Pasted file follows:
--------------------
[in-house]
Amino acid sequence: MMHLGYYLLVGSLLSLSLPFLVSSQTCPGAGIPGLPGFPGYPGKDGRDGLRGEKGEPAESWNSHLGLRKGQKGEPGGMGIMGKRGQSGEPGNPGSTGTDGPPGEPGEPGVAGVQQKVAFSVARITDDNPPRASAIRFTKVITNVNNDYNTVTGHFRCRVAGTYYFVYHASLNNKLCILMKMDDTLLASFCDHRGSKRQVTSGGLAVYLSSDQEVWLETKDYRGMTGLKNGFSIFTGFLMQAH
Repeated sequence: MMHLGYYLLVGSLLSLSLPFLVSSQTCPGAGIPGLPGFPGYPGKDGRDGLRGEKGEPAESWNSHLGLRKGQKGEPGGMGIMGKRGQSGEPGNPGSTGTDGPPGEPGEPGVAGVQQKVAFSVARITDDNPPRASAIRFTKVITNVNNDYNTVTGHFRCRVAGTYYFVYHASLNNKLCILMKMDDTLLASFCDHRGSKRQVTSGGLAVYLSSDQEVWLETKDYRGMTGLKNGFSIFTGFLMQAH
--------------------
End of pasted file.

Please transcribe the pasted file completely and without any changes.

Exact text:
[in-house]
Amino acid sequence: MMHLGYYLLVGSLLSLSLPFLVSSQTCPGAGIPGLPGFPGYPGKDGRDGLRGEKGEPAESWNSHLGLRKGQKGEPGGMGIMGKRGQSGEPGNPGSTGTDGPPGEPGEPGVAGVQQKVAFSVARITDDNPPRASAIRFTKVITNVNNDYNTVTGHFRCRVAGTYYFVYHASLNNKLCILMKMDDTLLASFCDHRGSKRQVTSGGLAVYLSSDQEVWLETKDYRGMTGLKNGFSIFTGFLMQAH
Repeated sequence: MMHLGYYLLVGSLLSLSLPFLVSSQTCPGAGIPGLPGFPGYPGKDGRDGLRGEKGEPAESWNSHLGLRKGQKGEPGGMGIMGKRGQSGEPGNPGSTGTDGPPGEPGEPGVAGVQQKVAFSVARITDDNPPRASAIRFTKVITNVNNDYNTVTGHFRCRVAGTYYFVYHASLNNKLCILMKMDDTLLASFCDHRGSKRQVTSGGLAVYLSSDQEVWLETKDYRGMTGLKNGFSIFTGFLMQAH